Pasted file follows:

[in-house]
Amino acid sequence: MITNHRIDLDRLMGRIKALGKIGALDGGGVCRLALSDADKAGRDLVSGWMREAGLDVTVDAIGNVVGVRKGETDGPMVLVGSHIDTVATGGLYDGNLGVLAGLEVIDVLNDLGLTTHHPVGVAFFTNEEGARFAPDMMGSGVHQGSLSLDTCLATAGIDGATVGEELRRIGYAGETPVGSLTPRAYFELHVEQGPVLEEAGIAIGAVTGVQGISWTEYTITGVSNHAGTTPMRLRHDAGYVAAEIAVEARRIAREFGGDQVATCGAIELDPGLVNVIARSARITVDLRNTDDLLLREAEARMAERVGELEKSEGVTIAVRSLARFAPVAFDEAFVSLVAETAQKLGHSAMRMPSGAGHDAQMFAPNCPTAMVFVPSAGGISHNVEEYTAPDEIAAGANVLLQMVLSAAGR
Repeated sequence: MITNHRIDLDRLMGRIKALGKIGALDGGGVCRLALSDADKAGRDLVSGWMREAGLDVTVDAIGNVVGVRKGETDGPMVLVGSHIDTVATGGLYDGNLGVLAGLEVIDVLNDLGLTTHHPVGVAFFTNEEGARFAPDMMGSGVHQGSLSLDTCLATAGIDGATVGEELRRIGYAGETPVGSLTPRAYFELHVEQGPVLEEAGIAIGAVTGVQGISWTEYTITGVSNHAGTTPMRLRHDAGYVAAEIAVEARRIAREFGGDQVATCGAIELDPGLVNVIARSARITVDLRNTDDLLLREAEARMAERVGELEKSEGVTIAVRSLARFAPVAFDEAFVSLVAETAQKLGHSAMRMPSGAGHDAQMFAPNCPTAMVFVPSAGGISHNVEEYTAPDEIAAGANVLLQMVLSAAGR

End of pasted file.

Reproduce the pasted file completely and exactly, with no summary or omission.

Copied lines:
[in-house]
Amino acid sequence: MITNHRIDLDRLMGRIKALGKIGALDGGGVCRLALSDADKAGRDLVSGWMREAGLDVTVDAIGNVVGVRKGETDGPMVLVGSHIDTVATGGLYDGNLGVLAGLEVIDVLNDLGLTTHHPVGVAFFTNEEGARFAPDMMGSGVHQGSLSLDTCLATAGIDGATVGEELRRIGYAGETPVGSLTPRAYFELHVEQGPVLEEAGIAIGAVTGVQGISWTEYTITGVSNHAGTTPMRLRHDAGYVAAEIAVEARRIAREFGGDQVATCGAIELDPGLVNVIARSARITVDLRNTDDLLLREAEARMAERVGELEKSEGVTIAVRSLARFAPVAFDEAFVSLVAETAQKLGHSAMRMPSGAGHDAQMFAPNCPTAMVFVPSAGGISHNVEEYTAPDEIAAGANVLLQMVLSAAGR
Repeated sequence: MITNHRIDLDRLMGRIKALGKIGALDGGGVCRLALSDADKAGRDLVSGWMREAGLDVTVDAIGNVVGVRKGETDGPMVLVGSHIDTVATGGLYDGNLGVLAGLEVIDVLNDLGLTTHHPVGVAFFTNEEGARFAPDMMGSGVHQGSLSLDTCLATAGIDGATVGEELRRIGYAGETPVGSLTPRAYFELHVEQGPVLEEAGIAIGAVTGVQGISWTEYTITGVSNHAGTTPMRLRHDAGYVAAEIAVEARRIAREFGGDQVATCGAIELDPGLVNVIARSARITVDLRNTDDLLLREAEARMAERVGELEKSEGVTIAVRSLARFAPVAFDEAFVSLVAETAQKLGHSAMRMPSGAGHDAQMFAPNCPTAMVFVPSAGGISHNVEEYTAPDEIAAGANVLLQMVLSAAGR